With more and more people putting off marriage, getting divorced, or staying unmarried, there are a lot of single people out there. According to the 2016 census, single-person households are the most common living arrangements in Canada for the first time in history. And while that might sound concerning for the population of this country, this shift means an opportunity for many businesses.
Society as we know it is traditionally geared towards families, though the single demographic is one of the fastest-growing, not just in Canada but around the world. If businesses can tap into this growing market, it could be hugely profitable. Here are some of the ways that businesses can benefit from a burgeoning single population.
Adjust Your Business or Service
The vacation industry has been traditionally dominated by families and couples, but a growing number of travel companies are adjusting their services to accommodate solo travellers. Tracey Nesbitt, editor of Solo Traveler magazine, says demand for solo travel has exploded among both millennials and baby boomers, particularly women. Some travel firms have responded to the increased interest by offering more single rooms and waiving singles’ supplement charges. There are also companies that offer communal dining tables and happy-hour reception while allowing solo travellers to pair up in rooms and even meet online before the journey. Since launching in 2015, Transat’s collection of solo packages has nearly doubled to include 19 sun destinations and 39 resorts in 10 countries, welcoming about 8,000 solo vacationers a year.
Adjusting your product or service to suit the needs of a shifting population can positively impact your business. For example, Canadian supermarket chains now dedicate more floorspace to ready-made food because it appeals to busy, well-off singles. According to Sylvain Charlebois, professor of Food Distribution and Policy at Dalhousie University, adjustments like these “serve a market and substantially increases margins.” Additionally, because singles are more likely to dine out, packaged foods must be of a higher quality than in years past and marketed to seem more appealing. Restaurants also need to consider the solo diner when creating their menus and even creating their floorplans, with increasing numbers of customers seeking to eat alone.
Businesses related to housing should also be mindful of changing trends. Nearly four million Canadians now live alone, Statistics Canada reports, and 28% of them live in condominiums. The growing number of Canadians living alone has coincided with the increase in condo construction. Businesses in real estate or housing development would do well to create more single-person units rather than focusing too heavily on family dwellings.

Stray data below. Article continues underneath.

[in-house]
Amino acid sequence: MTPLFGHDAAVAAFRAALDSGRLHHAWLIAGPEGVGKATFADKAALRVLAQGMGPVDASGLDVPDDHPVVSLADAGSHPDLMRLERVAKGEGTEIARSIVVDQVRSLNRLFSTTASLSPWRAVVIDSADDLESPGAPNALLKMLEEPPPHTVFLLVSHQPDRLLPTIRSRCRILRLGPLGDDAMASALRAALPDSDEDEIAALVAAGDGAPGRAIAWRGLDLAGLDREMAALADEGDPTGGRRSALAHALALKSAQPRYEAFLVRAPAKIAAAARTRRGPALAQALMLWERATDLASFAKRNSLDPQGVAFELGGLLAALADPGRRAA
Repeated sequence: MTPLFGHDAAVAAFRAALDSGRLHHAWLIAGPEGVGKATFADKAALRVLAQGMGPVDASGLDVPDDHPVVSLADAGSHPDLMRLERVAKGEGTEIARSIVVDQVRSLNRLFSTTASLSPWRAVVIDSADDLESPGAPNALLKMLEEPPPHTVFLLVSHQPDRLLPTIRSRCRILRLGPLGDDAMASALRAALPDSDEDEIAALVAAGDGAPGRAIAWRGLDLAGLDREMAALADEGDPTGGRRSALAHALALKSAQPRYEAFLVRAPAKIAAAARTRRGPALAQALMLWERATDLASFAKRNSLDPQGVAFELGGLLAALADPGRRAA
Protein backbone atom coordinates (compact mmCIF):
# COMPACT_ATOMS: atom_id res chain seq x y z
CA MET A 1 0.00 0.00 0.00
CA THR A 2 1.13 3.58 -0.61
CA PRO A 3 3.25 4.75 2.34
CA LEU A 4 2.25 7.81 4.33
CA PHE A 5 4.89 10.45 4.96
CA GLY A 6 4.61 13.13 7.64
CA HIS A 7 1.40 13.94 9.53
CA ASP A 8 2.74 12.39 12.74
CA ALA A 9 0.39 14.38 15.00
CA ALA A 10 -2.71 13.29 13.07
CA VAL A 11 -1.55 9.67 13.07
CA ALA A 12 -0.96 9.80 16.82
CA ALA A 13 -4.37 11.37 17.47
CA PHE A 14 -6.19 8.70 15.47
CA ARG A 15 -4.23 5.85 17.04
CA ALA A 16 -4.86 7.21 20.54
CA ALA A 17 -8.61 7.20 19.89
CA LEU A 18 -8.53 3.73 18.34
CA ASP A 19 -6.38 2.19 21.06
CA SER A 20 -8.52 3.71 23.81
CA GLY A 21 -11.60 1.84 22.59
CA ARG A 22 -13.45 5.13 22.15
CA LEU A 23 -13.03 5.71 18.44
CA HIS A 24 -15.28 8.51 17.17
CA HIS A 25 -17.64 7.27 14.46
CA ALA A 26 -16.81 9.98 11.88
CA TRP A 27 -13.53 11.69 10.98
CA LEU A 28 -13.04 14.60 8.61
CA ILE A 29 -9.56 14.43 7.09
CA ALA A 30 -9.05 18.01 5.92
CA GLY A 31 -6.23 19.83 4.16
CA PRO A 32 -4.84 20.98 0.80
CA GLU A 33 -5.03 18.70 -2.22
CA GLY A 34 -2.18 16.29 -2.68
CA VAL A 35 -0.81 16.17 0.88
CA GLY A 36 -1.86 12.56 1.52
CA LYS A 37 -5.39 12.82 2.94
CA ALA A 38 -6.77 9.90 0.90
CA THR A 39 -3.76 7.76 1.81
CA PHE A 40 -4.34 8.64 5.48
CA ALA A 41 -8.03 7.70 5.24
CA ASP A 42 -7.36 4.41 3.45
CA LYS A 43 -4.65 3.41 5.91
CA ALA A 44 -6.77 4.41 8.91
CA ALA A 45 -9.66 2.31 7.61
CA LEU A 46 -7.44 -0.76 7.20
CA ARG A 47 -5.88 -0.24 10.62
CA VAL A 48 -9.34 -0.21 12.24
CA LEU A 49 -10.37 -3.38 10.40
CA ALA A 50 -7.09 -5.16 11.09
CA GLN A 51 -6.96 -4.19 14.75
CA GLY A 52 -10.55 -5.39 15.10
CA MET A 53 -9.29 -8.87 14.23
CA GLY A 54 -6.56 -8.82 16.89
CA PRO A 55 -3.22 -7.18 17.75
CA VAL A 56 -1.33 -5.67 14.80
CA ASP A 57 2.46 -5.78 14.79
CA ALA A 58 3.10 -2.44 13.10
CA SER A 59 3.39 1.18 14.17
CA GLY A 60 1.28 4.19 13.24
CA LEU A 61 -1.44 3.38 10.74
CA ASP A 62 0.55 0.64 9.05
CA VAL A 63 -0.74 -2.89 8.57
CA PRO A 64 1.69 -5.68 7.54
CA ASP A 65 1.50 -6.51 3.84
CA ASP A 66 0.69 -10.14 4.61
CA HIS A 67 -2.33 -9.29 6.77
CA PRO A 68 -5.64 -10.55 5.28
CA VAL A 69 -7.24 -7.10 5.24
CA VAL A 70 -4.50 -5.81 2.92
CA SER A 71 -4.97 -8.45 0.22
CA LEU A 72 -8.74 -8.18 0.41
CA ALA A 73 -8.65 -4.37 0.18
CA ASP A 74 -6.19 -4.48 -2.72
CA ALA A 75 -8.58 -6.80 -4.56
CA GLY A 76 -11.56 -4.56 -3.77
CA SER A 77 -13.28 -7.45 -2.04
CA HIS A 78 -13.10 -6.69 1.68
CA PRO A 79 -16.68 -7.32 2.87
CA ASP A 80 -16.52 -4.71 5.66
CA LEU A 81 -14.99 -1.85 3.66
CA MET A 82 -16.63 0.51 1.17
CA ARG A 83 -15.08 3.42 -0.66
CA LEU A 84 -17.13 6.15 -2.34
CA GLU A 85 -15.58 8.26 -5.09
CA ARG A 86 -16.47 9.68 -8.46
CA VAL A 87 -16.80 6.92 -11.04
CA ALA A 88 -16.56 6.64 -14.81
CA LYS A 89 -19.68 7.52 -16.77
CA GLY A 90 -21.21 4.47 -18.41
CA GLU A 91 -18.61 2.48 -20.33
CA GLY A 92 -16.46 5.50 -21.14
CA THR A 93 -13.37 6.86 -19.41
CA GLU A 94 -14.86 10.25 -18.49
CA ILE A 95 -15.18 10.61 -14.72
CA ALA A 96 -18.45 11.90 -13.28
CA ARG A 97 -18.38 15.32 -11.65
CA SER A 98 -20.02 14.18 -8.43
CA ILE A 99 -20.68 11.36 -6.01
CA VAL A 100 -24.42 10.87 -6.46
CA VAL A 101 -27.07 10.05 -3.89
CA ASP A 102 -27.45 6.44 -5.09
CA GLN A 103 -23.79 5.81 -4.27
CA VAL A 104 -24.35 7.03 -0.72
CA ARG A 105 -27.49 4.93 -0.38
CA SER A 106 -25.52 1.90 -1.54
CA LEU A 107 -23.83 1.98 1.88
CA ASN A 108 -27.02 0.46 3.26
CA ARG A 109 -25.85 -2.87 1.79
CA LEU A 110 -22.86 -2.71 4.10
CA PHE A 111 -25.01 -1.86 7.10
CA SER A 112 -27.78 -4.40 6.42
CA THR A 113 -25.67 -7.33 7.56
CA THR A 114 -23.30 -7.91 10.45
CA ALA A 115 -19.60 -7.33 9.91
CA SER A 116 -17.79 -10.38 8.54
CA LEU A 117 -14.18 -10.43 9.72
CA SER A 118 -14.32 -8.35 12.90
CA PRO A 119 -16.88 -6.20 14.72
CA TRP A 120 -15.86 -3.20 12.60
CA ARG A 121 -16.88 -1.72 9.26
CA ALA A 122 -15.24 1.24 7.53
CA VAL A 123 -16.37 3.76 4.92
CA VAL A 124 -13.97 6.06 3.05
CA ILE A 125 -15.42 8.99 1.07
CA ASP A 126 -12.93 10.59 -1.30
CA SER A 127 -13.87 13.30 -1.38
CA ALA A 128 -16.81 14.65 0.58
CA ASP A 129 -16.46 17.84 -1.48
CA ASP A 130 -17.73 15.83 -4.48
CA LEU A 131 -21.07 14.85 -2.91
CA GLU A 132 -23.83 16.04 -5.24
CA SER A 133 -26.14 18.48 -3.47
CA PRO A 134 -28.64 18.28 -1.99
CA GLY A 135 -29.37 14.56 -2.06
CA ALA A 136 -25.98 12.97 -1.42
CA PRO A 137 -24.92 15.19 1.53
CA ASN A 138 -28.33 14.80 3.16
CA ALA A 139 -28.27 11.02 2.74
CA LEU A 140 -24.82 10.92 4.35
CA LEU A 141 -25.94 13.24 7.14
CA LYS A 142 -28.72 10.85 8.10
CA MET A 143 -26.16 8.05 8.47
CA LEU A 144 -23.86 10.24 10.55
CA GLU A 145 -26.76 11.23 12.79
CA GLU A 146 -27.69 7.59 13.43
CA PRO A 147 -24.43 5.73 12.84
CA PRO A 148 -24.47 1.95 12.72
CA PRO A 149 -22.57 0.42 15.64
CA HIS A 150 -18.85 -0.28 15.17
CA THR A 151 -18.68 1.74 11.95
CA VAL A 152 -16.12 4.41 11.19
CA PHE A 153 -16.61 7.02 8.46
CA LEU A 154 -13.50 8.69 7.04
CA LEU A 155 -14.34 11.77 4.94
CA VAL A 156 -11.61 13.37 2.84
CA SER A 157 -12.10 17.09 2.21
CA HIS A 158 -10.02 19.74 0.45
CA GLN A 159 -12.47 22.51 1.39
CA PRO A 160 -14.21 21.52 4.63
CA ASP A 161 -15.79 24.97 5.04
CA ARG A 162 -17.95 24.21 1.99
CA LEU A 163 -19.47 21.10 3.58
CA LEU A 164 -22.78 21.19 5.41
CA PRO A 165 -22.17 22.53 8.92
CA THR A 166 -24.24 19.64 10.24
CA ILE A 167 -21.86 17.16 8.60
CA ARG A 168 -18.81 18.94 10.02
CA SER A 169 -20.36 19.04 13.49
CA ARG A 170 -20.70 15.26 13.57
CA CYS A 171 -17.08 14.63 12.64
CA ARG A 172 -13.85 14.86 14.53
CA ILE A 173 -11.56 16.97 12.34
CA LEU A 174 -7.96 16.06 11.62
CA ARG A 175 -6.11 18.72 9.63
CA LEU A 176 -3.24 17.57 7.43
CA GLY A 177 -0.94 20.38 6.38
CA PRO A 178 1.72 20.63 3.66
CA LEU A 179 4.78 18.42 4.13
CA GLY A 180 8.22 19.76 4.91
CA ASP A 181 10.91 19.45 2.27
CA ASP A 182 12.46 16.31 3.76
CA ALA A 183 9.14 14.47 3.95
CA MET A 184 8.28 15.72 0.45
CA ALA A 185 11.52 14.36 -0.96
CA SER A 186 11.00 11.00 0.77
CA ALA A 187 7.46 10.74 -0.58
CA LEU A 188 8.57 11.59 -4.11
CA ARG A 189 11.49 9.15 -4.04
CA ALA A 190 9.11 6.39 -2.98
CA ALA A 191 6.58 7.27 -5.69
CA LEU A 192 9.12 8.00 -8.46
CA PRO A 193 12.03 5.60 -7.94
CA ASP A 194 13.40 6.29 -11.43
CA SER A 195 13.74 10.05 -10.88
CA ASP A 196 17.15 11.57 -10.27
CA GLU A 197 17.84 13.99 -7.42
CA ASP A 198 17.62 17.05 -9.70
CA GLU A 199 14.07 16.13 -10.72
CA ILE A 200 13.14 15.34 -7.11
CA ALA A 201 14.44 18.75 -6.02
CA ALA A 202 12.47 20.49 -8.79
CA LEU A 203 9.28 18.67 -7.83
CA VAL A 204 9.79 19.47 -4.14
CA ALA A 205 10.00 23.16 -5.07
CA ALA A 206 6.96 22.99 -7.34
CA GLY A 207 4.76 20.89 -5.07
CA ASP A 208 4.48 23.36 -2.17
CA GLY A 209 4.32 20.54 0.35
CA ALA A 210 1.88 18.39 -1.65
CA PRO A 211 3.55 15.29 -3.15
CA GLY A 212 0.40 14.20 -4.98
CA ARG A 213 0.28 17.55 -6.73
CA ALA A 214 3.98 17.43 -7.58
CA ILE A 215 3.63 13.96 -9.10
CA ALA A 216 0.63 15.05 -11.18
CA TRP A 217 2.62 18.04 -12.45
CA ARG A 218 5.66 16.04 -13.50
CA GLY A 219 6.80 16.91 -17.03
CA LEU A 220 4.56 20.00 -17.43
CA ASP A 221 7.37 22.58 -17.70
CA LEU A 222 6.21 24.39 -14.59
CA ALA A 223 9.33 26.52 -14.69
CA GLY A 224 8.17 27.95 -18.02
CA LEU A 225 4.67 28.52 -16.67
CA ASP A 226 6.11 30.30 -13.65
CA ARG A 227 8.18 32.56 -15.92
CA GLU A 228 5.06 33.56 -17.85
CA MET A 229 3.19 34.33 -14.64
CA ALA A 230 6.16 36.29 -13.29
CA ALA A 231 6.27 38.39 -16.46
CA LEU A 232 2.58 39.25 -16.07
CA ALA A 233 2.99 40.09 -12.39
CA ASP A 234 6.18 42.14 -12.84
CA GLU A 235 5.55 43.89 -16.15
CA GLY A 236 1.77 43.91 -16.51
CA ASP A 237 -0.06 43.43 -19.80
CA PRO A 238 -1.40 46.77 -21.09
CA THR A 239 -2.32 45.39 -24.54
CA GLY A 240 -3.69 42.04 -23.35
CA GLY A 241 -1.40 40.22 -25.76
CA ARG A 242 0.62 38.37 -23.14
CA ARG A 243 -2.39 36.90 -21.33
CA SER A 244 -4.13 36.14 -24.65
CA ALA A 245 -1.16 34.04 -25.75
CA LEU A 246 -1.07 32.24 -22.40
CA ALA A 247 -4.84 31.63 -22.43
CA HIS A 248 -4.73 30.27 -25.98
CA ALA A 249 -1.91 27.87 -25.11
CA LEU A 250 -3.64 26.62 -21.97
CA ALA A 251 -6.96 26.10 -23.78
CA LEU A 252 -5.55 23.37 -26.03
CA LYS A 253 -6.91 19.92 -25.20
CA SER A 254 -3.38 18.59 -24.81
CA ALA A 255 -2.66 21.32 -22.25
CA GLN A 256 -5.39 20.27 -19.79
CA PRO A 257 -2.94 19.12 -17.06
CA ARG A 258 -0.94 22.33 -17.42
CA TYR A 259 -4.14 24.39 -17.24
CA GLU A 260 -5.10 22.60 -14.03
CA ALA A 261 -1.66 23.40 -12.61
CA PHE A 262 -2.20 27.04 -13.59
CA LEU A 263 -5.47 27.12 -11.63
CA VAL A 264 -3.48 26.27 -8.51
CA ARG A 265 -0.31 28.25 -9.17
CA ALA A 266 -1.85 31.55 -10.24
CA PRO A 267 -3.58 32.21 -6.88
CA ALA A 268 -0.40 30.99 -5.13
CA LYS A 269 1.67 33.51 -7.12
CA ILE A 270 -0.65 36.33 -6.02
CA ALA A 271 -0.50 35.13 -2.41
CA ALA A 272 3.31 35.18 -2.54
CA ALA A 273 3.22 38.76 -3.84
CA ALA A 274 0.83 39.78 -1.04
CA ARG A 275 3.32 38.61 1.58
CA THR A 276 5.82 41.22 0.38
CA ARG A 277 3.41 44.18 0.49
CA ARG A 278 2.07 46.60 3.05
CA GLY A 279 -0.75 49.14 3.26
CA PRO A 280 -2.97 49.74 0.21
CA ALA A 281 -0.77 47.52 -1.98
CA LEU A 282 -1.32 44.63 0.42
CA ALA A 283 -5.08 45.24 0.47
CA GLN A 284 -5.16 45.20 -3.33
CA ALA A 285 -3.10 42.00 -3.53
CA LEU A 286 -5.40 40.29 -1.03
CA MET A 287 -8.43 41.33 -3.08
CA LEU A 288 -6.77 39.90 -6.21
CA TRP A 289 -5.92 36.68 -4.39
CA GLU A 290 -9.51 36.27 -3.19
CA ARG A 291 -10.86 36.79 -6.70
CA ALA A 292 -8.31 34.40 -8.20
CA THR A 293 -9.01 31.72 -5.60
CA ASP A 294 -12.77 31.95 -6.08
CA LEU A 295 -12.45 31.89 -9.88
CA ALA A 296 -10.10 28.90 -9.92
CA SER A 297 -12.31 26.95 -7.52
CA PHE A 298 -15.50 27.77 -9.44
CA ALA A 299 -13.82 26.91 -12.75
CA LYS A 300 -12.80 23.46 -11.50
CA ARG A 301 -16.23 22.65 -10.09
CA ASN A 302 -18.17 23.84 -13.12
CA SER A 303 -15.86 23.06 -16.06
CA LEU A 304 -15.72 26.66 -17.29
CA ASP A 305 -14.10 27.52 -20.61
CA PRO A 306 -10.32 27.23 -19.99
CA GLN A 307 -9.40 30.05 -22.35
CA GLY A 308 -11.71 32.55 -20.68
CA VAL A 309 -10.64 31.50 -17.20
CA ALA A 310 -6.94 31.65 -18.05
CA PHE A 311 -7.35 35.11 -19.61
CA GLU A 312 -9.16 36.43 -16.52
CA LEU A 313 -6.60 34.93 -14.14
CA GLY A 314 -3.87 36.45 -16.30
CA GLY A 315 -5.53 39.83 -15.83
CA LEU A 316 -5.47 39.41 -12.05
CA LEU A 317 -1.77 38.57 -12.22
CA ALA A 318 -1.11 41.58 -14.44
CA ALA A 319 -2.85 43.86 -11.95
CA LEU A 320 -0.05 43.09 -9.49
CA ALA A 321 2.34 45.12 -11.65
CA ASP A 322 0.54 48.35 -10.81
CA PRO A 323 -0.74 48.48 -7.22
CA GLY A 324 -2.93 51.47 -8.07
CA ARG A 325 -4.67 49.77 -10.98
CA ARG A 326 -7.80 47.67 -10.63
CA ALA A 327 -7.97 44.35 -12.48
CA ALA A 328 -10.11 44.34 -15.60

Marketing to Singles
Single people tend to have more free time and disposable income than people in relationships or with families. As one of the fastest-growing demographics in Canada, businesses should capitalize on this marketing opportunity. In order to market to singles, you need to understand them. However, unlike most demographic groups, singles aren’t defined by age, income, or gender, so there’s no one-size-fits-all marketing model. For example, the two largest groups of singles are aged 18-24 and unmarried, and people 55 and older who are widowed or divorced. These are two very different groups with very different needs and interests, and therefore must be marketed to accordingly; though they’re both single, a 22-year-old new to the workforce living in their first apartment will have vastly different priorities than a 60-year-old retiree who’s been divorced for a decade.
Companies should also be mindful of how they portray singlehood in their marketing and the risks involved with poor execution. In the past, single people have been portrayed in media and marketing as lonely or pathetic, unable to find someone. According to Eric Klinenberg, sociologist at New York University and author of Going Solo: The Extraordinary Rise and Surprising Appeal of Living Alone, singlehood is an empowering choice. “Living alone helps us pursue sacred modern values – individual freedom, personal control, and self-realization,” he writes. When marketing to singles, make them feel seen; even something as simple as not excluding them from marketing can be enough. Seemingly small steps, like not having every adult in an ad wearing a wedding ring or appearing as part of a couple, can go a long way.
Take Advantage of Trends
Single people are often more connected through social media and other networks, spending almost 30 more minutes a week socializing than married people, according to the Bureau of Labour Statistics. “Evidence suggests that people who live alone compensate by becoming more socially active,” Klinenberg writes. In addition to being a fast-growing demographic with disposable income, singles are also economically powerful because they influence buying decisions.
Because they’re more socially active, singles are better when it comes to spreading word-of-mouth. “Those people are very important nodes in the communication and marketing networks,” says Pearse McCabe, CEO of marketing firm Dragon Rouge US, adding that singles are more likely to share brands, recommendations, and marketing messages.
A business can utilize the social and economic power of singles by combining effective target marketing with social media incentives. Giveaways, contests, and hashtags are great ways to engage people online, encourage interaction with each other, and attract new customers.
Marcus Medford | Contributing Writer